What We Like
What We Don't Like
The Ibanez NDM4 is the fourth signature model from The Offspring’s bespectacled guitarist, Noodles. On the face of it there’s nothing extraordinary, so what do you actually get for your $500?
I’m sad to say I find the design of this guitar is actually its weakest asset, especially when you compare it to the first three. The NDM1 was very unique, with a hand-applied gaffer tape finish. The NDM2 and 3 also had different features that made them stand out.
This new model – with a traditional sunburst finish and black pickguard – is very vintage in design, but unless you knew it was a signature guitar it wouldn’t strike you as anything out of the ordinary.
However, for big Offspring fans (myself included), it’s instantly recognizable and retains the classic, curvaceous Talman shape. There’s a well-contoured single cutaway basswood body, with a sturdy bolt-on three-piece maple neck, and a 25.5” scale length. The neck features a rosewood fretboard, 22 medium frets, and white dot inlays.
The headstock is the main giveaway that this is a signature model, with Noodles’ signature on the truss rod cover plate. It’s a distinctive asymmetrical 3+3 headstock, with chrome tuners. And as you may expect from a $500 Ibanez, it shows good craftsmanship.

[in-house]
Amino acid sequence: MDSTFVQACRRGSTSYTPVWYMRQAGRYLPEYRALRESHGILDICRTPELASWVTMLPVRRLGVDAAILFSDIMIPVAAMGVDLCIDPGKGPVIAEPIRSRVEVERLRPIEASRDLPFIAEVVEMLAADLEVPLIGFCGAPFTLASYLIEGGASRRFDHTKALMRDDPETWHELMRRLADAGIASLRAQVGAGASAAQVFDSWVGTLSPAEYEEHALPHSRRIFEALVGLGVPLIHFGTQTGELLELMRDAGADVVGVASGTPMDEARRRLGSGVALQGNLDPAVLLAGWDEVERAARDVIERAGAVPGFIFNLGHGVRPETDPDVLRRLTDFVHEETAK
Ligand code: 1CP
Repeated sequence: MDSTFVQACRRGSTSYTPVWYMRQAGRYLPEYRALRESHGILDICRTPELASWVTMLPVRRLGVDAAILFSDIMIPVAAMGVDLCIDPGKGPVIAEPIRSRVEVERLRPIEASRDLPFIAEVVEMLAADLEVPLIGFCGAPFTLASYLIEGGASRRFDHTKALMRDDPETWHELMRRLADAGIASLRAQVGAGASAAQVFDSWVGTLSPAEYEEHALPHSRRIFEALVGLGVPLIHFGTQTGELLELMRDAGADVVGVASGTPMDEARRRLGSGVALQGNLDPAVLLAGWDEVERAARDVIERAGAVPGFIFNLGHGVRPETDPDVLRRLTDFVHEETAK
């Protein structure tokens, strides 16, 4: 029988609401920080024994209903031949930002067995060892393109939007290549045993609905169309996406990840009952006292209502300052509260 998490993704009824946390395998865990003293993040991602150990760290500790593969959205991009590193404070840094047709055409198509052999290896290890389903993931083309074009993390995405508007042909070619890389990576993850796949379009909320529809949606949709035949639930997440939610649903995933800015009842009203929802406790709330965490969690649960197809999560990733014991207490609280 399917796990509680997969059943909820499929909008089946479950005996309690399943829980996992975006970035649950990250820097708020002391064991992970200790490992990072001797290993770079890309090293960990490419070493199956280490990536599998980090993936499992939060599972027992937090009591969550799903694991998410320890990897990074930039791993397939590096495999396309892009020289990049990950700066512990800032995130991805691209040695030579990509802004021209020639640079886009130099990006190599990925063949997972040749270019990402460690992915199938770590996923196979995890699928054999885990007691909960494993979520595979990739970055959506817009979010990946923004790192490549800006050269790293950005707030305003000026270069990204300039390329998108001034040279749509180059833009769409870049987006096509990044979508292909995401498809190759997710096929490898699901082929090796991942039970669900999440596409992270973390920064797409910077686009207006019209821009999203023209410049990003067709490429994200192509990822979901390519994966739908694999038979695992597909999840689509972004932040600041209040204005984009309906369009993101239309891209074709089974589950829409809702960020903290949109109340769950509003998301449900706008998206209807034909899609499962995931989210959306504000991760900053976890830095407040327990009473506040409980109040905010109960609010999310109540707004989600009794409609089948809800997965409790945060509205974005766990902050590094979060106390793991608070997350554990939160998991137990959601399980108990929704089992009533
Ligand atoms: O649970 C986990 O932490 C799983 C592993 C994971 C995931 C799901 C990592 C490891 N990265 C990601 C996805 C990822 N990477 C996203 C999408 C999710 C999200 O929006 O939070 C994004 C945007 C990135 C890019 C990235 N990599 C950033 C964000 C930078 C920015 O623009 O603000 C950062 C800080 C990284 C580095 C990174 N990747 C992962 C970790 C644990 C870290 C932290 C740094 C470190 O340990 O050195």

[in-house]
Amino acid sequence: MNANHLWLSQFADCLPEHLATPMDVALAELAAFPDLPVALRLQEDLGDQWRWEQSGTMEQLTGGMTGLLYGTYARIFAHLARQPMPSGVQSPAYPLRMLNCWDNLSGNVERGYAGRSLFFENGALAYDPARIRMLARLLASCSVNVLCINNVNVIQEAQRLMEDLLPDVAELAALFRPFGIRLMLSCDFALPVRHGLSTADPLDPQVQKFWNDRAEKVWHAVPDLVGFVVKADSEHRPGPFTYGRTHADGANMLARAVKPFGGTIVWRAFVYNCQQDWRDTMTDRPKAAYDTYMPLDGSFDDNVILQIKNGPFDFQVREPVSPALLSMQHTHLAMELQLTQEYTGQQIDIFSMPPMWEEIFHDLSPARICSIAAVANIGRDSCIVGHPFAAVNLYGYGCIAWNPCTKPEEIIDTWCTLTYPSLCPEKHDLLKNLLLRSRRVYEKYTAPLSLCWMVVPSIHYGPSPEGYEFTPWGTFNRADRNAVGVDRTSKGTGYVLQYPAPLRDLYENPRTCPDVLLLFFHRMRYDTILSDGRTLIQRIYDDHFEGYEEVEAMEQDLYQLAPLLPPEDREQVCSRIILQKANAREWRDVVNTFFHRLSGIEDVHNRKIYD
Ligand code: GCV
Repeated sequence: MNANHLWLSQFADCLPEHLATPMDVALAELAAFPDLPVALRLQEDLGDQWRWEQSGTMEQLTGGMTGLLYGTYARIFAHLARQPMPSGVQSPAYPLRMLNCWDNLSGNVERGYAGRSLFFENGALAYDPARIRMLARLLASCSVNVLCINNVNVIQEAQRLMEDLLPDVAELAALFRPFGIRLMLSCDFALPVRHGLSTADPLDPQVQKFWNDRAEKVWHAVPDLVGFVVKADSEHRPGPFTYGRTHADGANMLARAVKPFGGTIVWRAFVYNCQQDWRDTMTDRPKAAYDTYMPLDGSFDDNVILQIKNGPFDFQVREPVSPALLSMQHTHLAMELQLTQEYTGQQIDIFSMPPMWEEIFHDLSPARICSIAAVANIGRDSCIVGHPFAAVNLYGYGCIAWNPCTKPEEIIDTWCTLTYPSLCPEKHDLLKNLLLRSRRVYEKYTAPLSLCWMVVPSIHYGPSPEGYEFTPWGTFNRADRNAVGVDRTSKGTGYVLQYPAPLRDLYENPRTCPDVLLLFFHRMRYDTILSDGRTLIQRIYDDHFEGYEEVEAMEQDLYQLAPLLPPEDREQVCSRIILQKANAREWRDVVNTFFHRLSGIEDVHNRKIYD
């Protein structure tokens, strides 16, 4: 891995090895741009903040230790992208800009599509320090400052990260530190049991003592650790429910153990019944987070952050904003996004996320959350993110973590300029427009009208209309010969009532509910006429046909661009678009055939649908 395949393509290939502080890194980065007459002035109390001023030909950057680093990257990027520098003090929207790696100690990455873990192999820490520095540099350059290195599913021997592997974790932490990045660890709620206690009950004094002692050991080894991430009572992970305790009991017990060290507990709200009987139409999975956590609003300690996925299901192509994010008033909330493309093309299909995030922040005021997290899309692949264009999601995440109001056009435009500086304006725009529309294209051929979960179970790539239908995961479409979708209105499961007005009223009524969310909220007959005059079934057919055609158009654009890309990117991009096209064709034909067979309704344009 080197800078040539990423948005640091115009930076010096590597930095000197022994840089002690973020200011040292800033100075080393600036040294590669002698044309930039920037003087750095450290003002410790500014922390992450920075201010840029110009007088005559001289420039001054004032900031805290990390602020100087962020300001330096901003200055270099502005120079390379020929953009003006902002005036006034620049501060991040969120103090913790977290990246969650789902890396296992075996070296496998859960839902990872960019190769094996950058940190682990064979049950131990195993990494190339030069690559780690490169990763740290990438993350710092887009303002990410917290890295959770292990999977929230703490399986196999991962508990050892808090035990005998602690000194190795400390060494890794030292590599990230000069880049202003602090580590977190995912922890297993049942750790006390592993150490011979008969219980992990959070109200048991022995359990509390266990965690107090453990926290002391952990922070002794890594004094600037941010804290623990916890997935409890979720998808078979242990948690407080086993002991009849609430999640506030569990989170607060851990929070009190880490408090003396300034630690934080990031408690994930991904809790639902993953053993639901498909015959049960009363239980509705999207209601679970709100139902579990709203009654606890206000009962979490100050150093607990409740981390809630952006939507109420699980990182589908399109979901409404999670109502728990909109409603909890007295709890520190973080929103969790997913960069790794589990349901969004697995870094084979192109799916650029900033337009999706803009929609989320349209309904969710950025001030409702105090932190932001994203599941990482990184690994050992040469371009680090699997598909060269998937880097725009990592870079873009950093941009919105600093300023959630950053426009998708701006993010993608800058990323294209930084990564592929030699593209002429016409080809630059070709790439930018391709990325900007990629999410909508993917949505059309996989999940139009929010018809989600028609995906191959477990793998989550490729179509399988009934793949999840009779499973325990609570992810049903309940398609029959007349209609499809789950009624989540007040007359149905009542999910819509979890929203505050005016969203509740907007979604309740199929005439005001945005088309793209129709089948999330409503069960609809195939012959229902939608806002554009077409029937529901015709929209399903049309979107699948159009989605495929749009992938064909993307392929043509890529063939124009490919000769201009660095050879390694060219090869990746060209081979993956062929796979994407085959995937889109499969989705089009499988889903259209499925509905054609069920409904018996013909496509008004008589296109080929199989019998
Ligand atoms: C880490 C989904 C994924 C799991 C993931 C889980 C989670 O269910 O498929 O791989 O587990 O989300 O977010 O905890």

The NDM1 and 2 featured two beefy humbuckers and a middle single-coil but – since the NDM3 – the Noodles signature models have been voiced by two passive Super 9 soapbar-style single-coils at the neck and bridge, which is slightly odd considering the punk rock style this guitar is used for. However, with The Offspring adding a little extra vintage twang to their current sound, it becomes more understandable.
The NDM4 also comes equipped with a three-way pickup selector switch, as well as two black skirted plastic control knobs – one for master volume, one for master tone – with the tone knob sitting nicely on a chrome control plate.
Finally, completing the line-up of features on this relatively simple guitar, is an Ibanez-made fixed bridge, which is comfortable and great for your tuning stability.
For energetic punk rock, full of chugging powerchords and blistering leads, this workhorse of a guitar is great. It’s simple in its design and features but is easy to play on, with a smooth, comfortable neck and fat fretboard, and a lightweight body that won’t slow you down on stage.
While it’s still a shame not to see any humbuckers, the single-coils do well in cutting through the background noise and giving you a good base for lead playing, and enough aggression when playing with distortion.
Along with great sustain and tuning stability, there are many good things about this guitar. However for the considerable price I would still expect a little more.
While it’s not as unique or eye-catching as its previous incarnations, the NDM4 is a no-nonsense workhorse of a guitar that lends itself well to playing the kind of high-energy punk rock that Noodles is known for.